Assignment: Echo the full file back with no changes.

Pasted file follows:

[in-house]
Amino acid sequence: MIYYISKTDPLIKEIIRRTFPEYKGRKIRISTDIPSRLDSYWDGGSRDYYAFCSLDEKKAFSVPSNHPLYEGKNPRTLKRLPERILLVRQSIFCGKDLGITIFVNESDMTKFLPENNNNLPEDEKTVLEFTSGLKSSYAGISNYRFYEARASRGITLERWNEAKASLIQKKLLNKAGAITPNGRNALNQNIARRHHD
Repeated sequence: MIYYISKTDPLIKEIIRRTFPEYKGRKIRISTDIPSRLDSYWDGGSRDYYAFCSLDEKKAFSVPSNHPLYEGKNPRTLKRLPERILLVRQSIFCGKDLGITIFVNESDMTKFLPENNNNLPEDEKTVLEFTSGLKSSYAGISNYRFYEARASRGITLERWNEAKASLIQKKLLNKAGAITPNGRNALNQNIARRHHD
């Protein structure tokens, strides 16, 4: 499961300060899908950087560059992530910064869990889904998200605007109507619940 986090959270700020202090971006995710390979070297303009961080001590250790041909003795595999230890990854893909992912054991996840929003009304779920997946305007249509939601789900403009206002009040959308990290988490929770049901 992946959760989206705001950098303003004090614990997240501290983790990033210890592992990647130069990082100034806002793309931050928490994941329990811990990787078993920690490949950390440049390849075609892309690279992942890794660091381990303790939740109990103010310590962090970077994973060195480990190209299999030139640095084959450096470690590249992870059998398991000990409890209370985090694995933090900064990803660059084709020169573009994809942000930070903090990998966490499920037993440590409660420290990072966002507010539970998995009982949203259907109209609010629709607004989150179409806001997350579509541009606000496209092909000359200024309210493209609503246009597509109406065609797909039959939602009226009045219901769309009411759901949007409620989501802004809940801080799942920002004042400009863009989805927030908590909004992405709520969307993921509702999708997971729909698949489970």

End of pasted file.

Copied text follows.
[in-house]
Amino acid sequence: MIYYISKTDPLIKEIIRRTFPEYKGRKIRISTDIPSRLDSYWDGGSRDYYAFCSLDEKKAFSVPSNHPLYEGKNPRTLKRLPERILLVRQSIFCGKDLGITIFVNESDMTKFLPENNNNLPEDEKTVLEFTSGLKSSYAGISNYRFYEARASRGITLERWNEAKASLIQKKLLNKAGAITPNGRNALNQNIARRHHD
Repeated sequence: MIYYISKTDPLIKEIIRRTFPEYKGRKIRISTDIPSRLDSYWDGGSRDYYAFCSLDEKKAFSVPSNHPLYEGKNPRTLKRLPERILLVRQSIFCGKDLGITIFVNESDMTKFLPENNNNLPEDEKTVLEFTSGLKSSYAGISNYRFYEARASRGITLERWNEAKASLIQKKLLNKAGAITPNGRNALNQNIARRHHD
């Protein structure tokens, strides 16, 4: 499961300060899908950087560059992530910064869990889904998200605007109507619940 986090959270700020202090971006995710390979070297303009961080001590250790041909003795595999230890990854893909992912054991996840929003009304779920997946305007249509939601789900403009206002009040959308990290988490929770049901 992946959760989206705001950098303003004090614990997240501290983790990033210890592992990647130069990082100034806002793309931050928490994941329990811990990787078993920690490949950390440049390849075609892309690279992942890794660091381990303790939740109990103010310590962090970077994973060195480990190209299999030139640095084959450096470690590249992870059998398991000990409890209370985090694995933090900064990803660059084709020169573009994809942000930070903090990998966490499920037993440590409660420290990072966002507010539970998995009982949203259907109209609010629709607004989150179409806001997350579509541009606000496209092909000359200024309210493209609503246009597509109406065609797909039959939602009226009045219901769309009411759901949007409620989501802004809940801080799942920002004042400009863009989805927030908590909004992405709520969307993921509702999708997971729909698949489970």